Your MRI Stories? Update - New CT Technology Post 23 and 24
I am considering this on a horse where the vet cannot find anything using multiple ultrasounds, left front probably right below the knee.
What is your experience with them? Your recommendations? I'd like to have a bit more info before spending that amount of money.
Last edited by Whodat; Jul. 21, 2012 at 06:22 AM.
Mine unfortunately is not a good one....he had problems with the anesthesia...ended up shattering a bone in his knee when coming out from the anesthesia because he hyperextended the knee when he tried to stand. Due to the location of the bone, he was able to be put on stall rest for a couple of months and then retired. He is trail sound for light riders so he was retired and is now my vet's kids' horse. He must be out 24/7 to keep him moving and minimize the negative impact of the arthritis. I was very lucky that the situation was an option. If not, he probably would have been euthanized.
The MRI did determine the initial problem (in the foot of a different leg) but honestly not sure I would ever do it again. Anesthesia is just such a risk.
I would do it again, The MRI let us see the whole picture of the injury where the x rays and ultrasound did not show us all that was going on, it helped us change the treatment plan though not sure it will help the outcome in the end. But I believe it was worth every penny and it was just under 2000.00 with all the incidentals included , Just the MRI without the drugs or reading ect was 1300.00
When you are young and fall off a horse, you may break something. When you are my age and fall off you splatter. Roy Rogers
Keebler had one and it diagnosed the problem (navicular bursa rupture with small DDFT tear down int he foot) absolutely correctly, allowing a surgical treatment that returned the horse to soundness. He tolerated the procedure just fine.
We did one on my perch cross, it was the only way we ever would have figured out what was going on. It's a great tool, if we hadn't found the problem he probably would have done a lot more damage and be much worse off long term. It ended up being more damage than what he was showing us pain wise, and we could tell it had been chronic.
For us here in Phoenix, I am aware of 3 options for MRI:
1. A "standing" low-field MRI that can be done under sedation
2. An "open" MRI, also low-field, that can handle larger body parts like heads, but that requires general anesthesia
3. A high-field MRI (the mobile MREquine unit) that requires general anesthesia
According to my vet, the high-field MRI gives a better quality image than the low-field. The cost for the MRI Mr. Blondie had done was $2500, which included the anesthesia, 3 days / 2 nights at the vet clinic, and - as far as I know - everything related to the MRI.
I brought him in on Tuesday afternoon. My farrier had pulled his shoes & trimmed his feet. Two vet interns then spent ~ 2 hours cleaning & x-raying & cleaning & x-raying & cleaning & x-raying his feet to remove every last bit of metal. They went through 9 sets of x-rays. They also inserted a catheter in his neck, and - ew- sewed it in place. That was kind of gross, but it didn't seem to bother him.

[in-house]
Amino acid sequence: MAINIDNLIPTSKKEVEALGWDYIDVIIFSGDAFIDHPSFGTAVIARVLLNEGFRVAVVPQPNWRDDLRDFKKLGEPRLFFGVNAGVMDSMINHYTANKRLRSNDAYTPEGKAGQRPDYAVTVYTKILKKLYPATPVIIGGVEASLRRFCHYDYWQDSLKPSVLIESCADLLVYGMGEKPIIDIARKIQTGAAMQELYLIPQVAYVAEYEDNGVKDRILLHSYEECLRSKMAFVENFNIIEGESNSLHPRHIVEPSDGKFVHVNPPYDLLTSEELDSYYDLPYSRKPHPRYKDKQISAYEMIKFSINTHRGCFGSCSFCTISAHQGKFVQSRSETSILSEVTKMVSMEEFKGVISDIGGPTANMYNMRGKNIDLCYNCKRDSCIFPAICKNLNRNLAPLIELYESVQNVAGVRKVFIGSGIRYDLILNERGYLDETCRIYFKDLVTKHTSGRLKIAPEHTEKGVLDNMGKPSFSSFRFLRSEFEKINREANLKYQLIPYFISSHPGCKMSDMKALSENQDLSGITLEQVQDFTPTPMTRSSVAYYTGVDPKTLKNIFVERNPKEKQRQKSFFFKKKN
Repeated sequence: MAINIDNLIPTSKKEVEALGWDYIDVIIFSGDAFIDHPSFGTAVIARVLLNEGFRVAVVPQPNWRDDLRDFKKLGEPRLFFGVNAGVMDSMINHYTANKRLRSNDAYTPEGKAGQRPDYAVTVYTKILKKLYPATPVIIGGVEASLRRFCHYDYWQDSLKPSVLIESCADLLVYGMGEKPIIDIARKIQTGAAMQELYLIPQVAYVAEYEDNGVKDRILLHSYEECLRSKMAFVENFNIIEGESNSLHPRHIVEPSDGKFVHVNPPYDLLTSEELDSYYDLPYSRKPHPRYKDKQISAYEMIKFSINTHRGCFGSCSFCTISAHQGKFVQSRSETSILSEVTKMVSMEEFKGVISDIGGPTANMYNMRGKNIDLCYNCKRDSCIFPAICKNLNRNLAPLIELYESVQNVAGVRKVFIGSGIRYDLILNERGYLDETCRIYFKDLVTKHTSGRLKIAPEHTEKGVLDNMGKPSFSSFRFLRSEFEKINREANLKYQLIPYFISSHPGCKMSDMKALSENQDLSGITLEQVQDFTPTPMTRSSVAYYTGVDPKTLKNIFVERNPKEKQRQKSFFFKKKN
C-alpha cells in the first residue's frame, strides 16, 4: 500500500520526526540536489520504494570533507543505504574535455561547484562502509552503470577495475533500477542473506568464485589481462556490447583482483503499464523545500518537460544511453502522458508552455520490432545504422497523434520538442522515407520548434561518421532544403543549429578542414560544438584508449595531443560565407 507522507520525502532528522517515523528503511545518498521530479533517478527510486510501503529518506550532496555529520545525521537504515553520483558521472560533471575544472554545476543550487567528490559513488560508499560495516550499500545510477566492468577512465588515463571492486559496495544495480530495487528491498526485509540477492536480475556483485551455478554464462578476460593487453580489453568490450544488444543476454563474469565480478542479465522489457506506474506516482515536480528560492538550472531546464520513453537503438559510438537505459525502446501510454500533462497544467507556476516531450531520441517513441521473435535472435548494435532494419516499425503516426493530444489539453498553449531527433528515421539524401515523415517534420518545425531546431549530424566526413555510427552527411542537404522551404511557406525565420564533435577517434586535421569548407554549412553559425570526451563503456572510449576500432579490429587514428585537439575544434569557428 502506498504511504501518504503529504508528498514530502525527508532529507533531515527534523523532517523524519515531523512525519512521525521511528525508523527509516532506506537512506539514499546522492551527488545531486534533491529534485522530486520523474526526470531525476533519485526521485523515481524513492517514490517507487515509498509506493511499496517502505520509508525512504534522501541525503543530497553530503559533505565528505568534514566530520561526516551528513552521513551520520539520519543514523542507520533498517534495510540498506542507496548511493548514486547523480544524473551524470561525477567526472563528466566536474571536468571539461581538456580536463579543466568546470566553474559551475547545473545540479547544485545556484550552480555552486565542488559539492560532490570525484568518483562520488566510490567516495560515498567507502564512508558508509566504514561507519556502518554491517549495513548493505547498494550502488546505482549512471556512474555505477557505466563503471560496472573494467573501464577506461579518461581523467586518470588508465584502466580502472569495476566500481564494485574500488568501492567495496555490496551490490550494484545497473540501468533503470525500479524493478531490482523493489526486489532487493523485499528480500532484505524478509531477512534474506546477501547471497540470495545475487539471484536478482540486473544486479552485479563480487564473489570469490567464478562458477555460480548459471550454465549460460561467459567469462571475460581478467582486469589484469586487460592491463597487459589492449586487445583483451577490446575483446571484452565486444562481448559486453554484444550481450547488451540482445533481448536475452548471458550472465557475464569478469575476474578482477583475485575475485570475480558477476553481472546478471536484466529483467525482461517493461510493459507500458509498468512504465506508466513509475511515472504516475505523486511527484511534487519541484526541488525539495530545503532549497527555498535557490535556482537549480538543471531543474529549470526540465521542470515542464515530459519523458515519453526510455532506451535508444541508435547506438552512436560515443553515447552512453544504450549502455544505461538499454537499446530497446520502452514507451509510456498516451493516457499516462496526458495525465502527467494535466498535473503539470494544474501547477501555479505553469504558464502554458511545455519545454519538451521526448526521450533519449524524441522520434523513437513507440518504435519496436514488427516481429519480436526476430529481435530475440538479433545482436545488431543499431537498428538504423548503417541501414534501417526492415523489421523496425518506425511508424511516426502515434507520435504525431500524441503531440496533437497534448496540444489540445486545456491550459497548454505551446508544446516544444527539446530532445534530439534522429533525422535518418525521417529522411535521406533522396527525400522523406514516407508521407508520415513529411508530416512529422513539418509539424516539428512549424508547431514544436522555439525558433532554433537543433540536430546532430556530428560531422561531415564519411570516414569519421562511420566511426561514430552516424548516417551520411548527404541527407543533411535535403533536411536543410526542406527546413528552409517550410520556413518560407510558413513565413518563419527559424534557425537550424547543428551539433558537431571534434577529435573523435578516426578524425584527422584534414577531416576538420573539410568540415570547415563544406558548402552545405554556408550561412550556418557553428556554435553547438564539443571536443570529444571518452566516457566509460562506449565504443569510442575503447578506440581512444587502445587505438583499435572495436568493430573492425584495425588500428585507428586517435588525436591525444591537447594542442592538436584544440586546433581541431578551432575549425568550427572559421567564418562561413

He was NPO after midnight. Wednesday morning, they induced him around 8:15ish. They did not let me watch the induction, but I did get to see him after he was intubated, and I watched them load him into the semi and get set up for the MRI. Then I watched a couple slices on the monitor and went home.
It was somewhat disconcerting to see him sacked out on the table, hooked up to the ventilator. The BIG ventilator. WHOOSHHHHHHH WHOOOOOOOOOSHHHHHHHHHH WHOOOOOOOOOOOOSHHHHHHH
I'm kind of glad they didn't let me watch him going under.
It took them ~ 2 hours to MRI both front feet. They called me when he was back up on his feet and back in his stall. That was around 11:40 am.
I went to the clinic that afternoon to check on him and give him his Isoxsuprine Newtons - he was a little subdued, but had eaten a little, was drinking, and was peeing & pooping.
I brought him home Thursday morning around 10ish. He was still a little subdued, but stuff that was supposed to be going in was going in, and stuff that was supposed to be coming out was coming out. Friday morning, he was a little disinterested in breakfast, but by noon he seemed to be back to his normal self.
The vet had warned me about the dangers of general anesthesia, but it's an excellent vet clinic, and Mr. Blondie is generally a pretty mellow guy (if the pony's not bugging him and if you're not trying to blanket him). I felt it was an acceptable risk.
And now we know what's been going on with his off-and-on lameness for at least the last year & a half, and possibly longer:
Primary MRI Findings:
Inflammation within the navicular bones bilateral front feet.
Flexor cortical defect with a small adhesion to the deep digital flexor tendon right front foot.
Desmitis of the distal straight sesamoidean ligament left front leg.
Not exactly the news I was hoping for, but at least we know, and we have a plan of action.
A year & a half ago, his x-rays were basically clean, and he responded to coffin joint injections and a couple courses of Vioxx. This time, x-rays showed a central flexor cortex cyst, so we opted for the MRI to see what else might be going on.